In a rare display of bipartisan unity during an election year, Republicans and Democrats alike have condemned presumptive Republican presidential nominee Donald Trump for his comments about the ethnicity of a judge overseeing a class-action suit against Trump University.
Members of both parties lambasted the real estate mogul for his racist remarks on how U.S. District Court Judge Gonzalo Curiel wouldn't be fair in the case because of his "Mexican heritage." Curiel is an American who was born and raised in the Midwestern U.S. state of Indiana.
Leading the charge Monday were two former rivals for the Republican nomination. Ohio Governor John Kasich tweeted that Trump's offensive "is flat out wrong.'' Trump, Kasich wrote, should "apologize to Judge Curiel & try to unite this country.''
Florida Senator Marco Rubio agreed. "It's wrong and I hope he stops.''
But no mea culpa was forthcoming from the candidate. Trump insisted earlier Monday that Curiel can't be impartial in the lawsuits because the jurist's parents were born in Mexico and Trump wants to build a wall along the Mexican border.
Republican Senator Susan Collins called Trump's comments "absolutely unacceptable."
Democratic Congressman Filemon Vela said in an open letter published Monday that Trump's "ignorant anti-immigrant opinions," border wall rhetoric and continued attacks on a sitting federal judge "are just plain despicable."
Vela, who represents a district along the U.S.-Mexico border, says his great-great grandfather came to the U.S. in 1857 — well before Trump's ancestors.
Vela wrote, "Mr. Trump you are a racist and you can take your border wall and shove it."
Kasich, Rubio and Collins joined other top Republicans, House Speaker Paul Ryan, Senate Foreign Relations Committee Chairman Bob Corker, Senate Majority Leader Mitch McConnell and former House Speaker Newt Gingrich, who all condemned Trump's remarks Sunday.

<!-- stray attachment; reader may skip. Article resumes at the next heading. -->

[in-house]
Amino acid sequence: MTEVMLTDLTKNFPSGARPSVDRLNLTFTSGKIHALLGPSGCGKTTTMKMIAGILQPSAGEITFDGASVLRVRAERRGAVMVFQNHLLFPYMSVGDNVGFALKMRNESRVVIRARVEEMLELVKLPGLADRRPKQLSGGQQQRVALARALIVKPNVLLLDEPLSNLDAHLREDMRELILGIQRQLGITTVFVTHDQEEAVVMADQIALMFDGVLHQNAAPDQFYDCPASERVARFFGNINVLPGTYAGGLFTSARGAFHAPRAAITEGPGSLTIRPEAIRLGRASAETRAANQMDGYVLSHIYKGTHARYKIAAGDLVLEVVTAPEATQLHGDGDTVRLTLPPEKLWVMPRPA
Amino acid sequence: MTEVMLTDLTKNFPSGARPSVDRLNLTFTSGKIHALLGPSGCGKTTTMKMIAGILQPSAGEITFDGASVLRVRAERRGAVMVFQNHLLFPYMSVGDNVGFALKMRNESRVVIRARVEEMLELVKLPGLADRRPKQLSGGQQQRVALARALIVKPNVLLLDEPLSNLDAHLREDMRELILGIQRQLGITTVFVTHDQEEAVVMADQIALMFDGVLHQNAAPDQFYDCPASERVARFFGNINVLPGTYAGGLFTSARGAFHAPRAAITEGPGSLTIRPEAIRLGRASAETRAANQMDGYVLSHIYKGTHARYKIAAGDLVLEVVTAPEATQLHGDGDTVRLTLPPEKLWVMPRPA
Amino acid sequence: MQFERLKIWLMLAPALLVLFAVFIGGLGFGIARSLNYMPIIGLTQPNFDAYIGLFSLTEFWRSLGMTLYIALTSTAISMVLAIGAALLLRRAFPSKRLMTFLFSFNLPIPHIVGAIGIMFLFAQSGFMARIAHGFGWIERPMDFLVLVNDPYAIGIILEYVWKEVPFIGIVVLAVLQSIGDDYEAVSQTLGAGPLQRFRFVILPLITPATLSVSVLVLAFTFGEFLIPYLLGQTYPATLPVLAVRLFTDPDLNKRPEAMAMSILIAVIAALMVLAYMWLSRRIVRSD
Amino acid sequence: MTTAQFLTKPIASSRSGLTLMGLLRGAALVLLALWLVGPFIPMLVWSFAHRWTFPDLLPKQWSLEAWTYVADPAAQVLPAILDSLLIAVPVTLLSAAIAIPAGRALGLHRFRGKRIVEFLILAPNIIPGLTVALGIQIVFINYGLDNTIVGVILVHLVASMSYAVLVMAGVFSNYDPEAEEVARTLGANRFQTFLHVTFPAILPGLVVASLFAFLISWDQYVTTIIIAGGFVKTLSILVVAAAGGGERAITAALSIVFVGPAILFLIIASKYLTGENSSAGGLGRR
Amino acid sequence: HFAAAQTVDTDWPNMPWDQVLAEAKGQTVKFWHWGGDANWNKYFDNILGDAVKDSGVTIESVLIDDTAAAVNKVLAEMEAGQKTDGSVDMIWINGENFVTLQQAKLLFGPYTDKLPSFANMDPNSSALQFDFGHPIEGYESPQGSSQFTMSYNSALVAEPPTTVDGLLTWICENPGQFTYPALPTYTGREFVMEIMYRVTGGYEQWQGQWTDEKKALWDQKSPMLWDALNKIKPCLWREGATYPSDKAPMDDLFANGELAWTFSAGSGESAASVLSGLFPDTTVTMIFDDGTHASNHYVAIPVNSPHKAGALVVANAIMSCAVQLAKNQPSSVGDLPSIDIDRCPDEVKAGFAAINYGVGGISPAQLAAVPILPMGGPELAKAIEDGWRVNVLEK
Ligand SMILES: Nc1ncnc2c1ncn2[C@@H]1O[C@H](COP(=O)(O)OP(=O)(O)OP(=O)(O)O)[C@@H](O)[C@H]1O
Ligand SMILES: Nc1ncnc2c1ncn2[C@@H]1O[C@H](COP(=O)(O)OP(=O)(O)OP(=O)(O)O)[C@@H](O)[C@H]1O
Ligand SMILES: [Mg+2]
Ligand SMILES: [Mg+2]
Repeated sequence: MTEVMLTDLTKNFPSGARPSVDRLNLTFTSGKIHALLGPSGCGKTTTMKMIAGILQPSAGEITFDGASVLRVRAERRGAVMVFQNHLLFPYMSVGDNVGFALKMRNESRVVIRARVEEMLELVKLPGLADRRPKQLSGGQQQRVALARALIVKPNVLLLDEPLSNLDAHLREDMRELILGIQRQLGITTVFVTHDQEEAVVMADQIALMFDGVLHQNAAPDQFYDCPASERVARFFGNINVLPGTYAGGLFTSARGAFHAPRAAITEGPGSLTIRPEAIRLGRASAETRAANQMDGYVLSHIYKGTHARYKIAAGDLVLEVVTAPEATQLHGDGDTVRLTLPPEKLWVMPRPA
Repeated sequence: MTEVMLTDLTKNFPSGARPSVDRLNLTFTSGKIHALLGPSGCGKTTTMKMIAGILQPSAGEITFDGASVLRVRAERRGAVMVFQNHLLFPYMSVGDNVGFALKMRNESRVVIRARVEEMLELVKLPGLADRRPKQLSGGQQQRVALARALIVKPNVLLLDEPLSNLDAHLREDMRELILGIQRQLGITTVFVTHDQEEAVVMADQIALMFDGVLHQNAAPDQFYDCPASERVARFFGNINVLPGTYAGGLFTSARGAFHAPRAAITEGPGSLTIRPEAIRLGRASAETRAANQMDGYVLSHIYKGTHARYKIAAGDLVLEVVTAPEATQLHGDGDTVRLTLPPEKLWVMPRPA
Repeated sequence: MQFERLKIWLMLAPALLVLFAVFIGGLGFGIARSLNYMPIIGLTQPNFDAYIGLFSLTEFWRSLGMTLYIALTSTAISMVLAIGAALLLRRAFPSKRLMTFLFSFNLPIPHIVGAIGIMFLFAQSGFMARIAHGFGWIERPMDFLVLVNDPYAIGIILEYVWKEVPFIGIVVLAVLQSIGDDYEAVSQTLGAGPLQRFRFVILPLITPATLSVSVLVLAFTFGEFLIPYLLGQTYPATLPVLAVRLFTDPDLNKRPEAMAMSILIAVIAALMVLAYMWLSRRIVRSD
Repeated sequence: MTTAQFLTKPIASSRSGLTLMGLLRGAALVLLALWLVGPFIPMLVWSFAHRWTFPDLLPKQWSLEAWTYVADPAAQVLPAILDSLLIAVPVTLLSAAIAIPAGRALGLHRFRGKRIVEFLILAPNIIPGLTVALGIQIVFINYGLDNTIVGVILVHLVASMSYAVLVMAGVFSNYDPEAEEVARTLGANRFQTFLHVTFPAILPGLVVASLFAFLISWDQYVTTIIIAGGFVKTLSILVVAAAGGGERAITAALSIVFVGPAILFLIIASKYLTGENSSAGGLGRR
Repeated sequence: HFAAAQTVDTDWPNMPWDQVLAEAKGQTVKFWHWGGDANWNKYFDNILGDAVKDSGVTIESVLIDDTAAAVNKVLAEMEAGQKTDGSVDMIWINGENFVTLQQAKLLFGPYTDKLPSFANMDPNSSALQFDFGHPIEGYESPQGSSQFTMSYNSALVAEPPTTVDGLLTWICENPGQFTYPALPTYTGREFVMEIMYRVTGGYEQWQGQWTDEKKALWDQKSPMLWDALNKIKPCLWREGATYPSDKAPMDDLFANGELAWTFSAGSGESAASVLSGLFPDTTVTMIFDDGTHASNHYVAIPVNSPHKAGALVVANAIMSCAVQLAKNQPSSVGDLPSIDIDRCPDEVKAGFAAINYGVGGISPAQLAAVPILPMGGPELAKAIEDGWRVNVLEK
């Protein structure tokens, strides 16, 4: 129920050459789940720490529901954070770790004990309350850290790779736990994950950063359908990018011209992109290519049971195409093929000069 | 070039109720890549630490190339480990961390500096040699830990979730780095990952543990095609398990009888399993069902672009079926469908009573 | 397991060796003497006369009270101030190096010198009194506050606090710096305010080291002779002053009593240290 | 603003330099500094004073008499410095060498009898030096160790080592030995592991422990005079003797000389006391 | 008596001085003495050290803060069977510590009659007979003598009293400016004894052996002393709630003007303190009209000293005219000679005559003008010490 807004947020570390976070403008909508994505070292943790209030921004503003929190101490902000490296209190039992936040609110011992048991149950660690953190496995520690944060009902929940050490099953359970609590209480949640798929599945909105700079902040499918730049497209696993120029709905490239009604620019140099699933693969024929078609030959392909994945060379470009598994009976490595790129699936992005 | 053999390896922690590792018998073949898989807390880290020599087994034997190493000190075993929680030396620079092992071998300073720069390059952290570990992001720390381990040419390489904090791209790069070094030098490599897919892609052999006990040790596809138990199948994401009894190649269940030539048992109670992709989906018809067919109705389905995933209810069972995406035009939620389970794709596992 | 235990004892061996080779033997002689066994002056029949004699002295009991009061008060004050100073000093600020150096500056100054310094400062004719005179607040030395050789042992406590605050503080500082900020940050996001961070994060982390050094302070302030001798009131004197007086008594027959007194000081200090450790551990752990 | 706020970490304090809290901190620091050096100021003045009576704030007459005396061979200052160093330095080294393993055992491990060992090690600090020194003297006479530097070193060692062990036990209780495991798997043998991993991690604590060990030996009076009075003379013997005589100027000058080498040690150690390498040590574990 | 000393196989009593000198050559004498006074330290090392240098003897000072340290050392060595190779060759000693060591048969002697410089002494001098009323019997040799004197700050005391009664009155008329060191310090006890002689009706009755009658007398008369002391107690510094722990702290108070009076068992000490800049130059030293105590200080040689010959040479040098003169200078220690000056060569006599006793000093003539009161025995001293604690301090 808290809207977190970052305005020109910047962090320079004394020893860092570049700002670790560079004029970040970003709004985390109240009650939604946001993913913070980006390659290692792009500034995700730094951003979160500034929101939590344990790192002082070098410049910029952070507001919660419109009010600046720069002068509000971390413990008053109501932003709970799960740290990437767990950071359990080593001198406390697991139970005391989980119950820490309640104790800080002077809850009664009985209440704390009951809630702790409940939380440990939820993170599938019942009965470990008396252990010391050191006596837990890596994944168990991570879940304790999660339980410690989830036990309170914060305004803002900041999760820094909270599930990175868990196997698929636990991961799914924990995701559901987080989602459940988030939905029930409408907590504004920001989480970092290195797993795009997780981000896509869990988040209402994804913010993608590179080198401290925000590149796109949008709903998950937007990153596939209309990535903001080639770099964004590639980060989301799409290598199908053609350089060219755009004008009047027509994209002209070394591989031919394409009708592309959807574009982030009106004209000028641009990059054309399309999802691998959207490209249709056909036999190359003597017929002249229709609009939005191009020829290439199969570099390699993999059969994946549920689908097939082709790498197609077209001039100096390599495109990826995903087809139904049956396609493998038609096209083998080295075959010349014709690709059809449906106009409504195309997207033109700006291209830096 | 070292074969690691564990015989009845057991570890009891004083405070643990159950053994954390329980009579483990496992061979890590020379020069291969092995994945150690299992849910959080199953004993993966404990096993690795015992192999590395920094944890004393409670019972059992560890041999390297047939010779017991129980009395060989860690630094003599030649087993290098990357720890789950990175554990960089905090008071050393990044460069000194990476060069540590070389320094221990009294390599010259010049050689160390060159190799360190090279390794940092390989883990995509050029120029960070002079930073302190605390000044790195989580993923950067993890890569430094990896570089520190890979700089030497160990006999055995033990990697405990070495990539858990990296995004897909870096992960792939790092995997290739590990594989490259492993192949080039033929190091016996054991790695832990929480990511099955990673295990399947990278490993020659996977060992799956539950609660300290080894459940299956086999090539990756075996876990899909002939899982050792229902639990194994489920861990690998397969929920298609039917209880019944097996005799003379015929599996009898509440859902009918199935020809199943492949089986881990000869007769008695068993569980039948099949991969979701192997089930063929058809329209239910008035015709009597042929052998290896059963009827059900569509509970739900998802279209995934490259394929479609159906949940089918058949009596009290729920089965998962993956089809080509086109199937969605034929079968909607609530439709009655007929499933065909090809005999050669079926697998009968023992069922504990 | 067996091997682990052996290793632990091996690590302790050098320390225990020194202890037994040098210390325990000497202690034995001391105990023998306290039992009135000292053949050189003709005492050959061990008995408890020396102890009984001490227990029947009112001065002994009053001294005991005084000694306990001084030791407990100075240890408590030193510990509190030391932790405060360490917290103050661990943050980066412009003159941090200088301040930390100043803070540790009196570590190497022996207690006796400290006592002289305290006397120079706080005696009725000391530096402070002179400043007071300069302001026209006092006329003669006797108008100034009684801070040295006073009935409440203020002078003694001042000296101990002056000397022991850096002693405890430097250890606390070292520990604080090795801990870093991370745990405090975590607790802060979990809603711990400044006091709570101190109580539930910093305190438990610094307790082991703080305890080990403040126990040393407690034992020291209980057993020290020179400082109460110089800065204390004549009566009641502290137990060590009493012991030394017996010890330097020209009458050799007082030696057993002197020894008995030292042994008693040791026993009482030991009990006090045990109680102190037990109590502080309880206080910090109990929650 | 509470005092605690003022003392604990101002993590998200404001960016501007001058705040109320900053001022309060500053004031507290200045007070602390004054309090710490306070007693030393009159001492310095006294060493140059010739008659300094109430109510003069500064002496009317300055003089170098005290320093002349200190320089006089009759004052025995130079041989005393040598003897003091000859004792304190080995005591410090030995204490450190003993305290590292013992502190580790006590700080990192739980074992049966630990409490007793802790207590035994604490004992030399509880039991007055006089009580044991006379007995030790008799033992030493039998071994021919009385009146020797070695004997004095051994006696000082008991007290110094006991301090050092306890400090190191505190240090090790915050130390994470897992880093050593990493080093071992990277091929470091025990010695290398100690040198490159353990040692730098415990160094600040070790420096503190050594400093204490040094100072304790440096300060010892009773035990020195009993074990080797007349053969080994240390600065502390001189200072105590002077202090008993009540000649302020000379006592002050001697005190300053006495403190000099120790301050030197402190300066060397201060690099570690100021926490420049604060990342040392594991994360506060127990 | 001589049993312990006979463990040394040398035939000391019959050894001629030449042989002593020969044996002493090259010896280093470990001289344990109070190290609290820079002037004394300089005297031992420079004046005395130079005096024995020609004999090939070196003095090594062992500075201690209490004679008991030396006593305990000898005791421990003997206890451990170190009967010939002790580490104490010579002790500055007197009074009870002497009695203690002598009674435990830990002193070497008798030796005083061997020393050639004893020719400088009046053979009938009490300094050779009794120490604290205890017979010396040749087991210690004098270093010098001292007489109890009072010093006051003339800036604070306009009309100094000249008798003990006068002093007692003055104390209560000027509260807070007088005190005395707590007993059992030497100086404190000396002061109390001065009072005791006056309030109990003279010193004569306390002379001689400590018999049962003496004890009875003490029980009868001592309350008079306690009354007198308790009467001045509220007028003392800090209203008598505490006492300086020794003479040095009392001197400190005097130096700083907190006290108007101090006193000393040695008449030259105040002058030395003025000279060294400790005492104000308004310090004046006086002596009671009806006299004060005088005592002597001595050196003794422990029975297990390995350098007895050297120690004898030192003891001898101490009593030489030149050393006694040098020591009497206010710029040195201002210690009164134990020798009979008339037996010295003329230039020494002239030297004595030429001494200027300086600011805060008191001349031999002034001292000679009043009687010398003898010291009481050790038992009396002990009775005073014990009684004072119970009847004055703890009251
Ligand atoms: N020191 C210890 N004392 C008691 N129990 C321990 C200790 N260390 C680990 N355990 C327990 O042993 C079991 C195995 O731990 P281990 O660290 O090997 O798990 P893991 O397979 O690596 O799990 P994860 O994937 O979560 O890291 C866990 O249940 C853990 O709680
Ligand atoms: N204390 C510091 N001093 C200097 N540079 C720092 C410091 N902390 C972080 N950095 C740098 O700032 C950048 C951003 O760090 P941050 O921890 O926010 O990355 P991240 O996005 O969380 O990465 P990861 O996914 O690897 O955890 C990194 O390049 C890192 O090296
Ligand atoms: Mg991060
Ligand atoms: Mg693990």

"Public Service Announcement: Saying someone can't do a specific job because of his or her race is the literal definition of 'racism,''' tweeted Republican Nebraska Senator Ben Sasse, a longtime Trump critic.
But while Trump has called repeatedly for the judge to recuse himself, his lawyers have not made any such request. Judges generally are thought to have conflicts of interest only in more specific situations, such as a financial interest in the outcome of the case.
Curiel was appointed to the California State Superior Court in 2006 by then-governor Arnold Schwarzenegger, a Republican. He was appointed to the federal bench by President Barack Obama.
In 1997, he was believed to be the target of an assassination attempt from a Mexican drug cartel and was put under 24-hour watch by the U.S. Marshals Service for a year, then was moved to a military base and eventually to Justice Department headquarters in Washington, D.C. He went on to serve as the lead attorney for the Organized Crime Drug Enforcement Task Force between 1999 and 2002.
Trump's attacks on the jurist began when Curiel, at the request of news organizations, ordered the unsealing of documents in the case that have proved embarrassing for the presumptive nominee — making a case for those who say the brash billionaire would attack anyone he considers a threat.
On Sunday, Trump reinforced that idea. Asked on CBS whether a Muslim judge would be unfair, given Trump's plan to ban Muslims from entering the U.S., Trump responded: "Yeah. That would be possible, absolutely.''